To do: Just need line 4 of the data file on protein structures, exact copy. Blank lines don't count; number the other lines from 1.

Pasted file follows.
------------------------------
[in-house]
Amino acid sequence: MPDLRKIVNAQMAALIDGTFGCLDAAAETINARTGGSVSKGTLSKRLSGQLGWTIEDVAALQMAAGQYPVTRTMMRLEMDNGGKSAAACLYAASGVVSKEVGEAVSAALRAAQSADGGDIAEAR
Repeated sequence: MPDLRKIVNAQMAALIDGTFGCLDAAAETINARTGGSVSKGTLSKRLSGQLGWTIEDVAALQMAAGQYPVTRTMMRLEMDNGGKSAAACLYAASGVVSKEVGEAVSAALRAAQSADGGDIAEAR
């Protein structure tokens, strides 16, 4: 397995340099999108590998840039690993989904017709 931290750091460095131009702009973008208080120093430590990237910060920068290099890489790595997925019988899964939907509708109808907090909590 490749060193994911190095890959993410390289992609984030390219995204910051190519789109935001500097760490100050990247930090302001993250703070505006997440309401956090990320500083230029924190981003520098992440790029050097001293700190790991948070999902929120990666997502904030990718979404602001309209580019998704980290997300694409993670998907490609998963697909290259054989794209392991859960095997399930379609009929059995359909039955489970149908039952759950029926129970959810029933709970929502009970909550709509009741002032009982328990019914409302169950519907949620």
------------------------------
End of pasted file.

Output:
């Protein structure tokens, strides 16, 4: 397995340099999108590998840039690993989904017709 931290750091460095131009702009973008208080120093430590990237910060920068290099890489790595997925019988899964939907509708109808907090909590 490749060193994911190095890959993410390289992609984030390219995204910051190519789109935001500097760490100050990247930090302001993250703070505006997440309401956090990320500083230029924190981003520098992440790029050097001293700190790991948070999902929120990666997502904030990718979404602001309209580019998704980290997300694409993670998907490609998963697909290259054989794209392991859960095997399930379609009929059995359909039955489970149908039952759950029926129970959810029933709970929502009970909550709509009741002032009982328990019914409302169950519907949620």